A new study from Fox Chase Cancer Center finds that higher doses of 74 to 82 Gray (Gy) greatly reduce the risk that the cancer will spread later--even 8-10 years after treatment. The results of the study were presented today at the 48th Annual Meeting of the American Society for Therapeutic Radiology and Oncology in Philadelphia.
"There is a comprehensive body of evidence demonstrating that prostate cancer treated with higher doses of radiation is less likely to grow back in the prostate or cause a rising PSA, and now, we know it is also less likely to spread later to other parts of the body," explained Peter Morgan, M.D., a resident in the Radiation Oncology Department at Fox Chase Cancer Center.
Generally, treatment centers that offer 3D conformal radiation therapy or a newer system of radiation delivery called IMRT (intensity modulated radiation therapy) treat men with the higher levels of radiation shown in this study to prevent the cancer's spread.
Morgan said that no published data from prospective randomized trials have shown a significant reduction in distant metastasis with higher radiation dose, likely because patients have not been followed for long enough to see the reduced of late-wave of metastasis. The current study shows that the risk of cancer spreading 8-10 years after treatment is lower when doses >74 Gray of radiation are given.
When asked how more radiation to the prostate protects the rest of the body from the cancer, Dr. Morgan replied, "That's what is so important about this work. We believe that the late wave of distant metastasis is due to the persistence of cancer in the prostate itself, which subsequently seeds tumor cells to other parts of the body. Because higher dose radiation more effectively kills cancer in the prostate, the source for future metastases is eliminated."
From 1989 to 1999, 667 men with intermediate- to high-risk prostate cancer were treated consecutively with 3D conformal radiation therapy. The outcomes of men who received less than 74 Gy, 74-75.9 Gy and greater than 76 Gy were compared. These groups had a median follow-up of 84, 84 and 65 months, respectively. The 10-year rate of the cancer spreading outside of the prostate (distant metastasis) was 16 percent for radiation doses less than 74 Gy, 7 percent for 74-75.9 Gy, and 3 percent for greater than 76 Gy.
Morgan said, "At our institution the policy for several years has been to treat prostate cancer to a dose of 76 to 80 Gy using IMRT. This study confirms that we are doing the right thing."
Karen Mallet | EurekAlert!
Millions through license revenues
27.04.2017 | Rheinische Friedrich-Wilhelms-Universität Bonn
New High-Performance Center Translational Medical Engineering
26.04.2017 | Fraunhofer ITEM
More and more automobile companies are focusing on body parts made of carbon fiber reinforced plastics (CFRP). However, manufacturing and repair costs must be further reduced in order to make CFRP more economical in use. Together with the Volkswagen AG and five other partners in the project HolQueSt 3D, the Laser Zentrum Hannover e.V. (LZH) has developed laser processes for the automatic trimming, drilling and repair of three-dimensional components.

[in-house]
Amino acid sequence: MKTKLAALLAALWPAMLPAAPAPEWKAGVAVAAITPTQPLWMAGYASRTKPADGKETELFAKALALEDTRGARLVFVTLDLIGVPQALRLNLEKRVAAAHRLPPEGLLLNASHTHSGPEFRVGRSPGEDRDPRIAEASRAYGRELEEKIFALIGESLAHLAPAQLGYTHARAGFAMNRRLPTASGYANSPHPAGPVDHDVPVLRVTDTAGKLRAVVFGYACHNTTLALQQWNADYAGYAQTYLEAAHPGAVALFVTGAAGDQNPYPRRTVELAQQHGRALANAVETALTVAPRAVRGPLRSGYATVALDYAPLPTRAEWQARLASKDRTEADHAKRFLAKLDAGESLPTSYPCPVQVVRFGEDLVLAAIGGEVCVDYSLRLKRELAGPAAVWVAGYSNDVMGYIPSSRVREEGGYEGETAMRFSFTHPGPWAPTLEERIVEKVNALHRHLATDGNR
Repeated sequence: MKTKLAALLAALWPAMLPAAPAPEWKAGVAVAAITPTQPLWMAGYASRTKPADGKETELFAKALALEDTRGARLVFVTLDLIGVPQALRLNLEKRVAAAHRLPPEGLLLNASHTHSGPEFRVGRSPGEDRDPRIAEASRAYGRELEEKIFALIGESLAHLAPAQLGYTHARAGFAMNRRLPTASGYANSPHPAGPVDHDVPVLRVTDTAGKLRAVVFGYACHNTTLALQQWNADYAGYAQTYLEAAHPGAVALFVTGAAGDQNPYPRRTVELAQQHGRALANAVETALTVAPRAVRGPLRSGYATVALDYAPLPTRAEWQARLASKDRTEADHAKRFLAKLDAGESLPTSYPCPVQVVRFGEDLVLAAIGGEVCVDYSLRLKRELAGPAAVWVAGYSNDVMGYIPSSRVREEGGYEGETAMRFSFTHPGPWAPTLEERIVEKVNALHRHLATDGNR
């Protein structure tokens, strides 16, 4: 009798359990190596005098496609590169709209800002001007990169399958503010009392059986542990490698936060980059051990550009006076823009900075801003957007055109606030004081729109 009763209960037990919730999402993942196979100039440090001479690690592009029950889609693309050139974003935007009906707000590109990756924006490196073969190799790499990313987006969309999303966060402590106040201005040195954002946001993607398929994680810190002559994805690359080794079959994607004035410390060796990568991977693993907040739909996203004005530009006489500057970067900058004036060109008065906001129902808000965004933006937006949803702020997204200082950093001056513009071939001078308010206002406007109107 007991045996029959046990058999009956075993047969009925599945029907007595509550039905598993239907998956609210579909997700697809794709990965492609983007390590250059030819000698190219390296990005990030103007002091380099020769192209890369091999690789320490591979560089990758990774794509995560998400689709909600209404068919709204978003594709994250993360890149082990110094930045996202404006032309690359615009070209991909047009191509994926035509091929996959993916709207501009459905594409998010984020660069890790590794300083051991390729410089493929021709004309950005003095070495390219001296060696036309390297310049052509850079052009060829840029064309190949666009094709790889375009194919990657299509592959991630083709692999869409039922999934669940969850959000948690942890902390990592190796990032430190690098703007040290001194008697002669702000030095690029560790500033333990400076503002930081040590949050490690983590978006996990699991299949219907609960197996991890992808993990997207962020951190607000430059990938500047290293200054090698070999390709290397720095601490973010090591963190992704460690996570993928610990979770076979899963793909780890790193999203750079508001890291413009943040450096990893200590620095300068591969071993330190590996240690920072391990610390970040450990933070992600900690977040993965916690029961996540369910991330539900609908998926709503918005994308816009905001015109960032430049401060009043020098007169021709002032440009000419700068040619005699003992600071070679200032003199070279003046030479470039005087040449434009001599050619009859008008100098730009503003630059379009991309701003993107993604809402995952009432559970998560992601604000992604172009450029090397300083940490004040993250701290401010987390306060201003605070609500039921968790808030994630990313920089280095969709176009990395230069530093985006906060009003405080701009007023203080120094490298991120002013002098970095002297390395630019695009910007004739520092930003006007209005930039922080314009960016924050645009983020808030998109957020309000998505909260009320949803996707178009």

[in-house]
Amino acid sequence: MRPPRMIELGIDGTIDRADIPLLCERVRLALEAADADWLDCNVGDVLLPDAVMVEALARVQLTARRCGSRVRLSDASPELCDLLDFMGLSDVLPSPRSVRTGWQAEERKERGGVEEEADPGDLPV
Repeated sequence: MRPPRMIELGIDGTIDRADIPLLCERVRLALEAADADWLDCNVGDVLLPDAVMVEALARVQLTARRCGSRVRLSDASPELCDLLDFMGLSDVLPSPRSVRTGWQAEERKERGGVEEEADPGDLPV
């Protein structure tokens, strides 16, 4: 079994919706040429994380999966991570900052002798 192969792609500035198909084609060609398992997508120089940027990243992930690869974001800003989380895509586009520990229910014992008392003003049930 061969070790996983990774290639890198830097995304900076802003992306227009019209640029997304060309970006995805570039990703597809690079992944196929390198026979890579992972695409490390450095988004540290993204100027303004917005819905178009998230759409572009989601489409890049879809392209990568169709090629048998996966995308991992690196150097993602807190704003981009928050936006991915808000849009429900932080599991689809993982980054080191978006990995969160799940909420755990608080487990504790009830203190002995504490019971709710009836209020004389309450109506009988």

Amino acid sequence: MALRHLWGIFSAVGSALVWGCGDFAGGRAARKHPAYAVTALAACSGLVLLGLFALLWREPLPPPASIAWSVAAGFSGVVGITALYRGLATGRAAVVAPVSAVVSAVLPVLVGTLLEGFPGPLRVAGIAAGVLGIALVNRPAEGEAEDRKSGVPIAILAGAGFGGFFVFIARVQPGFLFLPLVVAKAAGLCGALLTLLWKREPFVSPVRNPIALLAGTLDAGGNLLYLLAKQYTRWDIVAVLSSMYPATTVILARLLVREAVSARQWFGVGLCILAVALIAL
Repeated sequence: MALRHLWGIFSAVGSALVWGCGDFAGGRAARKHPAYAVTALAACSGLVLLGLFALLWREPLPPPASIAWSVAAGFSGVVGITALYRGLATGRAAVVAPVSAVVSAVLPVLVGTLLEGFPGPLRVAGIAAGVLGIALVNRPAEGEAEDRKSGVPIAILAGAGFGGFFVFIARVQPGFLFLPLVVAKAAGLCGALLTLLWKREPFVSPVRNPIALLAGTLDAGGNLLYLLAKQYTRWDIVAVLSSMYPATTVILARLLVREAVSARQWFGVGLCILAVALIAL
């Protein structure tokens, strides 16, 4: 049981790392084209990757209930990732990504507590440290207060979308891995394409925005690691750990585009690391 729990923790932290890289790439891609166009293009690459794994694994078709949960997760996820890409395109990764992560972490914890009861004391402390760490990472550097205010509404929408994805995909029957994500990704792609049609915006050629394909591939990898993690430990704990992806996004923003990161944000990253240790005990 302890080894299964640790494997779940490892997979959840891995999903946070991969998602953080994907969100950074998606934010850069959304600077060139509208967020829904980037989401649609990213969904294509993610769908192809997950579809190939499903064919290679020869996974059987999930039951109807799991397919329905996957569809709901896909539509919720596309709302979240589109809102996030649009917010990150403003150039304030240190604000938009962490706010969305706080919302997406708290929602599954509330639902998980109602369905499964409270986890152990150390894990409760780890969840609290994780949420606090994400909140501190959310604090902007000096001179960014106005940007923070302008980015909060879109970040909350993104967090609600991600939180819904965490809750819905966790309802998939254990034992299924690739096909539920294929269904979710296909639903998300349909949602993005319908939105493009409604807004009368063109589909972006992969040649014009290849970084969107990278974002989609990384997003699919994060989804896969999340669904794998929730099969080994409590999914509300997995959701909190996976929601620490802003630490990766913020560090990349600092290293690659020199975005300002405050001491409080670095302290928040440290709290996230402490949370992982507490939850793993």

Automated manufacturing processes are the basis for ultimately establishing the series production of CFRP components. In the project HolQueSt 3D, the LZH has...
Reflecting the structure of composites found in nature and the ancient world, researchers at the University of Illinois at Urbana-Champaign have synthesized thin carbon nanotube (CNT) textiles that exhibit both high electrical conductivity and a level of toughness that is about fifty times higher than copper films, currently used in electronics.
"The structural robustness of thin metal films has significant importance for the reliable operation of smart skin and flexible electronics including...
The nearby, giant radio galaxy M87 hosts a supermassive black hole (BH) and is well-known for its bright jet dominating the spectrum over ten orders of magnitude in frequency. Due to its proximity, jet prominence, and the large black hole mass, M87 is the best laboratory for investigating the formation, acceleration, and collimation of relativistic jets. A research team led by Silke Britzen from the Max Planck Institute for Radio Astronomy in Bonn, Germany, has found strong indication for turbulent processes connecting the accretion disk and the jet of that galaxy providing insights into the longstanding problem of the origin of astrophysical jets.
Supermassive black holes form some of the most enigmatic phenomena in astrophysics. Their enormous energy output is supposed to be generated by the...
The probability to find a certain number of photons inside a laser pulse usually corresponds to a classical distribution of independent events, the so-called...
Microprocessors based on atomically thin materials hold the promise of the evolution of traditional processors as well as new applications in the field of flexible electronics. Now, a TU Wien research team led by Thomas Müller has made a breakthrough in this field as part of an ongoing research project.
Two-dimensional materials, or 2D materials for short, are extremely versatile, although – or often more precisely because – they are made up of just one or a...
28.04.2017 | Event News
20.04.2017 | Event News
18.04.2017 | Event News
28.04.2017 | Medical Engineering
28.04.2017 | Earth Sciences
28.04.2017 | Life Sciences